Sexual citizenship is a powerful concept associated with debates about recognition and exclusion, agency, respect and accountability. For young people in general and for gender and sexually diverse youth in particular, these debates are entangled with broader imaginings of social transitions: from ‘child’ to ‘adult’and from ‘unreasonable subject’ to one ‘who can consent’. This international and interdisciplinary collection identifies and locates struggles for recognition and inclusion in particular contexts and at particular moments in time, recognising that sexual and gender diverse young people are neither entirely vulnerable nor self-reliant. Focusing on the numerous domains in which debates about youth, sexuality and citizenship are enacted and contested, Youth, Sexuality and Sexual Citizenship explores young people’s experiences in diverse but linked settings: in the family, at school and in college, in employment, in social media and through engagement with health services. Bookended by reflections from Jeffrey Weeks and and Susan Talburt, the book’s empirically grounded chapters also engage with the key debates outlined in it's scholarly introduction. This innovative book is of interest to students and scholars of gender and sexuality, health and sex education, and youth studies, from a range of disciplinary and professional backgrounds, including sociology, education, nursing, social work and youth work.
Crucial decisions are often made under the royal prerogative in relation to defence, foreign policy, immigration, the secret services and the management of the Civil Service without prior Parliamentary approval, adequate political accountability or effective judicial review. On this basis, ministers withhold passports, override statutes and legislate in the Council of Ministers of the European Community. This text examines the historical development and the legal and political scope of prerogative powers and Crown immunities as they affect the exercise of rights by citizens and non-citizens. It traces the changing relationship between individual and state, from subjecthood and allegiance to the Crown in a secretive state, to participating in legal and political citizenship in an open society and a widening British and European context. It addresses issues of key importance in the current constitutional debate about political and legal accountability, citizenship and human rights.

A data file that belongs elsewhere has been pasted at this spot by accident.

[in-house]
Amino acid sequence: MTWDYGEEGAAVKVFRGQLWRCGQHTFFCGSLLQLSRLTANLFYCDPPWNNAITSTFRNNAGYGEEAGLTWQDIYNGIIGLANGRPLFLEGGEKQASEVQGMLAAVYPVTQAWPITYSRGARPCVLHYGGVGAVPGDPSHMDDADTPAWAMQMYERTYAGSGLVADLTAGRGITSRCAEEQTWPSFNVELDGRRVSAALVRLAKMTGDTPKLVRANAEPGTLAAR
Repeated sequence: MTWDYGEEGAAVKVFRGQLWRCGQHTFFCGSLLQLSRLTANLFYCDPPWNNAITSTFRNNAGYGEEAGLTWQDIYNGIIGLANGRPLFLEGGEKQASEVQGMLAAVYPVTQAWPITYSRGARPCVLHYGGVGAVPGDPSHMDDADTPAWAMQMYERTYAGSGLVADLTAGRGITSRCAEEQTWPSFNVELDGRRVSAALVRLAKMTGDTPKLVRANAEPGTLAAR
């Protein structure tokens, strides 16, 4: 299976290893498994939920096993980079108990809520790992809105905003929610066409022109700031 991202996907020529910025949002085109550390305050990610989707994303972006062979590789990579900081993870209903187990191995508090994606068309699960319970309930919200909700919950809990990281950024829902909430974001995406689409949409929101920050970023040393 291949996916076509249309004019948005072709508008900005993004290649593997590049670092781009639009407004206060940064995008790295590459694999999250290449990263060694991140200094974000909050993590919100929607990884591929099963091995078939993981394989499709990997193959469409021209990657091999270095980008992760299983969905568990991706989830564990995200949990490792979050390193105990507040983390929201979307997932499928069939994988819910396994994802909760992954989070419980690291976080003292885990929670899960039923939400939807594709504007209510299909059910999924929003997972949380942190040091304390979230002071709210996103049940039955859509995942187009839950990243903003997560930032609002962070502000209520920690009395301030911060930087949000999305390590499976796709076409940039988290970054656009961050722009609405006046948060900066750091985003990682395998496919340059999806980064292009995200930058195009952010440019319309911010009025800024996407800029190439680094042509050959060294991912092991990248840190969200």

Das Mitentscheidungsverfahren (Art. 294 AEUV) ist seit dem Vertrag von Lissabon das ordentliche Gesetzgebungsverfahren der Europäischen Union. Mit der Monographie wird die Co-Gesetzgeberschaft von Europäischem Parlament und Rat als Mittel der demokratischen Legitimation europäischer Gesetzgebung untersucht. Im Zentrum steht dabei eine demokratietheoretische Auseinandersetzung mit dem Modell der dualen demokratischen Legitimation europäischer Hoheitsgewalt, das mit Art. 10 EUV nunmehr im Demokratieprinzip der Union verankert ist. Daneben steht eine empirisch gestützte Untersuchung der Praxis des Mitentscheidungsverfahrens, die sich insbesondere der zunehmenden Informalisierung des Gesetzgebungsprozesses („Triloge“) kritisch widmet.